Recessive means that a dog must inherit both copies of the gene to display the trait (in this case, a pied coat pattern).
A dog with only one copy of the recessive gene won’t have a pied coat. Instead, he or she will be a carrier.
However, it won’t be easy to tell that he or she is a carrier without performing a genetic test.
For you to get a Pied French Bulldog, therefore, you have to breed:
- Two pied Frenchies
- A pied Frenchie with a solid colored Frenchie (who is a carrier of the Pied gene)
- Two solid-colored Frenchies (who are both carriers of the Pied gene)
Breeding a Pied Frenchie with a solid colored Frenchie (who is not a carrier of the pied gene) won’t get you Pied French Bulldog! Instead, you will end up with all solid colored Frenchies who are carriers of the Pied gene.
Pied French Bulldog Grooming Needs
Pied Frenchies are fairly easy to groom as all they need is occasional brushing to remove loose hair and distribute natural oils evenly, keeping their coats healthy.
They also don’t have that big hair shedding problem because they are average shedders and have short hair. So, you can always schedule the hair combing tasks to weekends as brushing their coats once a week will just suffice.
Most Frenchie owners recommend Pet grooming gloves because they not only help you remove the shed hair but also straighten the dog’s coat and give a perfect massage as well.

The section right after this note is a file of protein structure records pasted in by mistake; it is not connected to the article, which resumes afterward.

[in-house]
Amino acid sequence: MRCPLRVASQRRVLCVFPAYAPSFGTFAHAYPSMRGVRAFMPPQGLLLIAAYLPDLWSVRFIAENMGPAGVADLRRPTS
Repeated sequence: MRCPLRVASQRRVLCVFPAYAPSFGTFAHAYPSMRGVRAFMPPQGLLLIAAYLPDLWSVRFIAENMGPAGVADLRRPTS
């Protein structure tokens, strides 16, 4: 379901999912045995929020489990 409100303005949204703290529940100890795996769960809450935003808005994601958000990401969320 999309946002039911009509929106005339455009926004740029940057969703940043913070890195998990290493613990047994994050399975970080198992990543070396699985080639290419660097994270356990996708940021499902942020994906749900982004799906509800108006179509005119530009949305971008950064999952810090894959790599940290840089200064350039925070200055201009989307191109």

Here are also other great grooming tools that we recommend for Pied Frenchies: 25 Best Deshedding Tools for Short Hair Dogs
Ear and facial wrinkles, as well as the areas under the tail of Pied Frenchies, are susceptible to dirt and dust. Strive to keep them clean and dry to prevent potential bacterial infection. Every time you clean them, take your time to dry the skin between the folds.
Pied Frenchie’s nails should also be trimmed regularly. Considering that Frenchies are not as active as other dog breeds, their nails tend to become uncomfortably long within a short period.
Pied French Bulldog Exercise Requirements
Pied French Bulldogs are considered to be ‘low energy’ breeds, so they don’t need a lot of exercise. Due to their brachycephalic shaped faces, they have narrow nostrils and shortened muzzles, which somehow limit the supply of oxygen to their bodies.
Nevertheless, they are heavy-chested and need short-time exercise routines to keep their weight in check.
Some of the best exercises for these cute, short-legged canines include daily short walks, chasing a hanging piece, catching a ball, etc. Getting them a motion-activated toy can also take care of their exercise needs perfectly.
Frenchies can’t swim because their short muzzles force them to tilt their bodies backward to keep their mouth and nose above water, derailing their swimming efforts.